Chicken is not my favorite meat, but i sometimes crave fried chicken. Off Hollywood Boulevard is Al Wazir chicken. Once I got there, lamb kebabs sounded better and that’s what I had.
The lamb was tough and I suspect it would be more truthful to call it mutton. The flavor was there and the hummus especially had this earthy funkiness which I throughly enjoyed.
It was good, but since then I’ve had lamb from Zankou Chicken, another Arabic restaurant and it was better.
I returned yet another time to the Veggie Grill after the gym on a Friday night. The menu has begun to bore me as I’ve tried most or all of the mock meat dishes.
So I ordered the falafel sandwich. Tabbouleh was served on the side and in the pita bread along with the chickpea fritters was pepperoncini, cilantro and skchug sauce, which is described by Wikipedia as a Yemeni hot sauce.
It was good and I will return to try their mock turkey dinner.
A few weeks ago I had a serious hankering for hummus. On January 29th the Getty Center and the Getty Villa were free so I went to the villa.
There was pita bread, a scoop of hummus, tabbouli, a pile of olives and about 200 grams of marinated feta cheese.
That’s a lot of cheese. I liked all of it, but there wasn’t enough bread for all of that cheese.
I was very happy afterwards.
Not only are the Greek and Roman artifacts awesome, but the grounds of the Getty Villa are likewise beautiful.
Sometime before Christmas I met one of my brothers in Los Angeles and we went out. Before we went to the bar we stopped off at this halal kebab restaurant.
It was reasonably priced and it was served with a good amount of hummus. The chicken and hummus were nice and garlicky.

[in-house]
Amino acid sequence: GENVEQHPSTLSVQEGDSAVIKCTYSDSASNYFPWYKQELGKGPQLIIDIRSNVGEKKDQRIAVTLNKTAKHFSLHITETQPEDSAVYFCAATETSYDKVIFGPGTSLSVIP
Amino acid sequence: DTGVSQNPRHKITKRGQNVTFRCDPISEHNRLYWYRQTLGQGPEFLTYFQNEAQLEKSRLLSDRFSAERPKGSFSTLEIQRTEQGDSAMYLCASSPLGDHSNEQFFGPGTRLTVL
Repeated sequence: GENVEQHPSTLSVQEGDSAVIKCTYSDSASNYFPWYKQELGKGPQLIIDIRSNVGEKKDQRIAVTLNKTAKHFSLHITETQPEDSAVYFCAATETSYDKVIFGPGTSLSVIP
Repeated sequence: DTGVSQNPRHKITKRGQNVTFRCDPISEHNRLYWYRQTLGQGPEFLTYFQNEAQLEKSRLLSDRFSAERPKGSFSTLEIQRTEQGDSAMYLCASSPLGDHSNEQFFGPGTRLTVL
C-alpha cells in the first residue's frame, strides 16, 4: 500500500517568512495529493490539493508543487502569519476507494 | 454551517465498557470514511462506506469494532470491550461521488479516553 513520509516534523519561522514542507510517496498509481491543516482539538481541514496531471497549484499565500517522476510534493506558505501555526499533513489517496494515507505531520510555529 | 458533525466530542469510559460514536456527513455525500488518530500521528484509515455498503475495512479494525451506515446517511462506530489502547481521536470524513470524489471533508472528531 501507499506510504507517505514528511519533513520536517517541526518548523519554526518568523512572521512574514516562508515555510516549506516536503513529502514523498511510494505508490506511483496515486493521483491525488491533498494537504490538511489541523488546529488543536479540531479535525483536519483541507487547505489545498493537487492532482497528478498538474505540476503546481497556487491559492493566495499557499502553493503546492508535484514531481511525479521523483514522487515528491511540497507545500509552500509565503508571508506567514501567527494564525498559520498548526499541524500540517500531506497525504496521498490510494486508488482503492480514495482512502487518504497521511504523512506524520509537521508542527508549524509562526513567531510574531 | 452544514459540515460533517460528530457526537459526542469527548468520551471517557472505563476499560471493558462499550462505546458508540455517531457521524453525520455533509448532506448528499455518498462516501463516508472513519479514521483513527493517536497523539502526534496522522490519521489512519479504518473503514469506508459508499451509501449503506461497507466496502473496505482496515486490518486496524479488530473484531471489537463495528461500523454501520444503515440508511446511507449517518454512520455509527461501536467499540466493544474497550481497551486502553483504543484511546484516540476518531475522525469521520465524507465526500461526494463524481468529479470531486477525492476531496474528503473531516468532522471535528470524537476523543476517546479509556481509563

As one can see, the kebab was served with hummus, puts bread and a small side salad.
Yeah I know it might sound abominable, especially with the addition of delicious bacon, which I’m pretty sure is not used often in Moroccan cuisine, but this was pretty good.
Besides the Moroccan spiced chicken meatballs, the aforementioned bacon, arugula, sour cream and a sweet tomato ragout, the dukkah sold me.
According to Wikipedia, dukkah is:
Duqqa,[spelling 1] du’ah, do’a, or dukkah (Egyptian Arabic: دقة pronounced [ˈdæʔʔæ]) is an Egyptian condiment consisting of a mixture of herbs, nuts (usually hazelnut), and spices. It is typically used as a dip with bread or fresh vegetables for an hors d’œuvre. Pre-made versions of duqqa can be bought in the spice markets of Cairo, with the simplest version being crushed mint, salt and pepper which are sold in paper cones. The packaged variety is found in markets that is composed of parched wheat flour mixed with cumin and caraway.
The combination of flavors and textures worked well together. I also had garlic bread, which was strangely sweet.
I’ve been slacking on blogging. I had this at Skinny Pizza two weeks ago.
Here’s a photo of a mosque near my apartment.
A week or so ago, I went to Pita & Olive, the Arabic/Israeli stall at the Pasar Bella food court in Suntec City.
I ate under a red light at the soi-disant hipster food court, hence the color. On the big plate was a salad comprised of diced cucumber, black olives and tomato. There was a big mound of hummus topped with olive oil, paprika and whole chickpeas. Of course, the roasted chicken Shwarma was there too.
Having to use a plastic fork vexed me. Plastic forks are bullshit.
It was very good and it filled me up.